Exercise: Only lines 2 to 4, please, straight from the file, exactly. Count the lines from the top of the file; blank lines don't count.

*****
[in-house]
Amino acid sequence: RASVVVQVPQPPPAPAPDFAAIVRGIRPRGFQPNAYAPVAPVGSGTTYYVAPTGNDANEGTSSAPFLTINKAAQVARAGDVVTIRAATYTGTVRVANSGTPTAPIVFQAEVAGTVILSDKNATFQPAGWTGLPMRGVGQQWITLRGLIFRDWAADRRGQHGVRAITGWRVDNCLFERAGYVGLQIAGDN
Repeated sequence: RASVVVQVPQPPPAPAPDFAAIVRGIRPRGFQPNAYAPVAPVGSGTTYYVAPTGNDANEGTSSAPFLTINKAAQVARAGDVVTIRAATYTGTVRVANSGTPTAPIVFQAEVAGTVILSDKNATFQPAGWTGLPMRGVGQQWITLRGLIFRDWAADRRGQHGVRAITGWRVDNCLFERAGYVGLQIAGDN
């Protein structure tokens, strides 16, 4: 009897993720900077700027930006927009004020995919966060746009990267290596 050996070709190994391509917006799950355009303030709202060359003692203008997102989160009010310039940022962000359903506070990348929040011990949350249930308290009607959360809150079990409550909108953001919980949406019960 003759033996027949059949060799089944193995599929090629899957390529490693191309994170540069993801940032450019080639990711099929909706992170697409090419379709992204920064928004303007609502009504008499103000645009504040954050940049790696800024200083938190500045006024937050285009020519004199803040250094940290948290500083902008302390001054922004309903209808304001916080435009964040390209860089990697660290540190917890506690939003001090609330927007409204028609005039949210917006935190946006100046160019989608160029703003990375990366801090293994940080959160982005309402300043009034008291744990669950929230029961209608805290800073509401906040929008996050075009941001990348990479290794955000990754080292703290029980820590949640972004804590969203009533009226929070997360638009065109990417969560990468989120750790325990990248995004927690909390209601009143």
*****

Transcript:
Amino acid sequence: RASVVVQVPQPPPAPAPDFAAIVRGIRPRGFQPNAYAPVAPVGSGTTYYVAPTGNDANEGTSSAPFLTINKAAQVARAGDVVTIRAATYTGTVRVANSGTPTAPIVFQAEVAGTVILSDKNATFQPAGWTGLPMRGVGQQWITLRGLIFRDWAADRRGQHGVRAITGWRVDNCLFERAGYVGLQIAGDN
Repeated sequence: RASVVVQVPQPPPAPAPDFAAIVRGIRPRGFQPNAYAPVAPVGSGTTYYVAPTGNDANEGTSSAPFLTINKAAQVARAGDVVTIRAATYTGTVRVANSGTPTAPIVFQAEVAGTVILSDKNATFQPAGWTGLPMRGVGQQWITLRGLIFRDWAADRRGQHGVRAITGWRVDNCLFERAGYVGLQIAGDN
């Protein structure tokens, strides 16, 4: 009897993720900077700027930006927009004020995919966060746009990267290596 050996070709190994391509917006799950355009303030709202060359003692203008997102989160009010310039940022962000359903506070990348929040011990949350249930308290009607959360809150079990409550909108953001919980949406019960 003759033996027949059949060799089944193995599929090629899957390529490693191309994170540069993801940032450019080639990711099929909706992170697409090419379709992204920064928004303007609502009504008499103000645009504040954050940049790696800024200083938190500045006024937050285009020519004199803040250094940290948290500083902008302390001054922004309903209808304001916080435009964040390209860089990697660290540190917890506690939003001090609330927007409204028609005039949210917006935190946006100046160019989608160029703003990375990366801090293994940080959160982005309402300043009034008291744990669950929230029961209608805290800073509401906040929008996050075009941001990348990479290794955000990754080292703290029980820590949640972004804590969203009533009226929070997360638009065109990417969560990468989120750790325990990248995004927690909390209601009143």